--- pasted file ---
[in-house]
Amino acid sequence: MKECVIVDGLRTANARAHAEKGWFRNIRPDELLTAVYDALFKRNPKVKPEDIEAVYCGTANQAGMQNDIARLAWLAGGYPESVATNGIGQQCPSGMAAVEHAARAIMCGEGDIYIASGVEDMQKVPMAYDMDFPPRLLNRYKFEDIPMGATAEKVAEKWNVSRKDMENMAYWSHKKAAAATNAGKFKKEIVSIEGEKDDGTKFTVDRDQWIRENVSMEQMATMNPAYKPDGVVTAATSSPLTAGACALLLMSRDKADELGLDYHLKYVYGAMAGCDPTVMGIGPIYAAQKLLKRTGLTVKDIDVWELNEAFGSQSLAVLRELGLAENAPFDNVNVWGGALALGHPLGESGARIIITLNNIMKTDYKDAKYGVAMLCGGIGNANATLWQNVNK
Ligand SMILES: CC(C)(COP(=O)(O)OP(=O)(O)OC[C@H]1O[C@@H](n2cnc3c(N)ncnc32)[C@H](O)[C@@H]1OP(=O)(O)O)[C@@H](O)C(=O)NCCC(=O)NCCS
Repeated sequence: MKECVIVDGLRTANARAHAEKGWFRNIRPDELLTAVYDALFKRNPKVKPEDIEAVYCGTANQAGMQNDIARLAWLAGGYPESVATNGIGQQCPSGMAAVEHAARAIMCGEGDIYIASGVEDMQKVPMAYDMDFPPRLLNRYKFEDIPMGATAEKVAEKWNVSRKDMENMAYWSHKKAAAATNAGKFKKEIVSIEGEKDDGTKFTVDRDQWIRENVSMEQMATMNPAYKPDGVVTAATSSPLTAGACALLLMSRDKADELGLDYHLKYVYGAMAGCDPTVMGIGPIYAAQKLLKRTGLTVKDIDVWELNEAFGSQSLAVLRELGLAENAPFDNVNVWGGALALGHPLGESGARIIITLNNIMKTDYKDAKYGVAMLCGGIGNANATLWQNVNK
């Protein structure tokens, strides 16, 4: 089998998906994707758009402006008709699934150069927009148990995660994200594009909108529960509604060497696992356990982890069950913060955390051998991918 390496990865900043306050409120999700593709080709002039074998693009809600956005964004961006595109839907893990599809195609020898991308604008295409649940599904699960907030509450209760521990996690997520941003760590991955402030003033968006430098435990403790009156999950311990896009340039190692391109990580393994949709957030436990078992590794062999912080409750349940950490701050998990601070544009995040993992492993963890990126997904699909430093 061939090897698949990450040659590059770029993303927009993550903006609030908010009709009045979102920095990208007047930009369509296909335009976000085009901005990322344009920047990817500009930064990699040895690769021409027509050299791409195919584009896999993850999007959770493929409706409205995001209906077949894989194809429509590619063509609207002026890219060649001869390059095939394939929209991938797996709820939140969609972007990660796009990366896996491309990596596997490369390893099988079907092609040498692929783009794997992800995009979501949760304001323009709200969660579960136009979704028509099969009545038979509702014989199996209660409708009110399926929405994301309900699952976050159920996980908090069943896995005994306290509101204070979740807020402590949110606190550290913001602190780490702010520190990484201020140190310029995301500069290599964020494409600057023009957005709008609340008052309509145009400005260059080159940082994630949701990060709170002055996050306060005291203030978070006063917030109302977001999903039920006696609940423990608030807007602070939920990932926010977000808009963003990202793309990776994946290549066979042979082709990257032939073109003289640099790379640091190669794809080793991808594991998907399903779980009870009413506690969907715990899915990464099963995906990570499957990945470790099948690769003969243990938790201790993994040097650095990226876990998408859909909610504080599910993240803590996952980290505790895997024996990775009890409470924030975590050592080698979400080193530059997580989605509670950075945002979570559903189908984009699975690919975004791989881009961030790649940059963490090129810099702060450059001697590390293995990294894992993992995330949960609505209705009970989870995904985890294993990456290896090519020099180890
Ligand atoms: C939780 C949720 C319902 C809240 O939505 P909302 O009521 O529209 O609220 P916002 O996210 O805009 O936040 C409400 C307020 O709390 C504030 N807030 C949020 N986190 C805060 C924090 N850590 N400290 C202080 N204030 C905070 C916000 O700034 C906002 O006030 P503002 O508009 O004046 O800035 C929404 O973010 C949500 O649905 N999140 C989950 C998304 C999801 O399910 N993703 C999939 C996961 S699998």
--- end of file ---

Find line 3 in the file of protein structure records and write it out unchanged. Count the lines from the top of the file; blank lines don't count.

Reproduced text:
Ligand SMILES: CC(C)(COP(=O)(O)OP(=O)(O)OC[C@H]1O[C@@H](n2cnc3c(N)ncnc32)[C@H](O)[C@@H]1OP(=O)(O)O)[C@@H](O)C(=O)NCCC(=O)NCCS